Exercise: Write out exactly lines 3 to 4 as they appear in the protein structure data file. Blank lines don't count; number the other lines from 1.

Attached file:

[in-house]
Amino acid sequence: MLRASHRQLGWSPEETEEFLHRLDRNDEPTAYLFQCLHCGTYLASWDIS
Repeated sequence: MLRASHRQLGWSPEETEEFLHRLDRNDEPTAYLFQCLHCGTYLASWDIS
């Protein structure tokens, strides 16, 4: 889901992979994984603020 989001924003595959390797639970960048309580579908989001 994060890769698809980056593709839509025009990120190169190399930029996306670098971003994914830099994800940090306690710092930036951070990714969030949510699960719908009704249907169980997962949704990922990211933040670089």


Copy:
Repeated sequence: MLRASHRQLGWSPEETEEFLHRLDRNDEPTAYLFQCLHCGTYLASWDIS
């Protein structure tokens, strides 16, 4: 889901992979994984603020 989001924003595959390797639970960048309580579908989001 994060890769698809980056593709839509025009990120190169190399930029996306670098971003994914830099994800940090306690710092930036951070990714969030949510699960719908009704249907169980997962949704990922990211933040670089």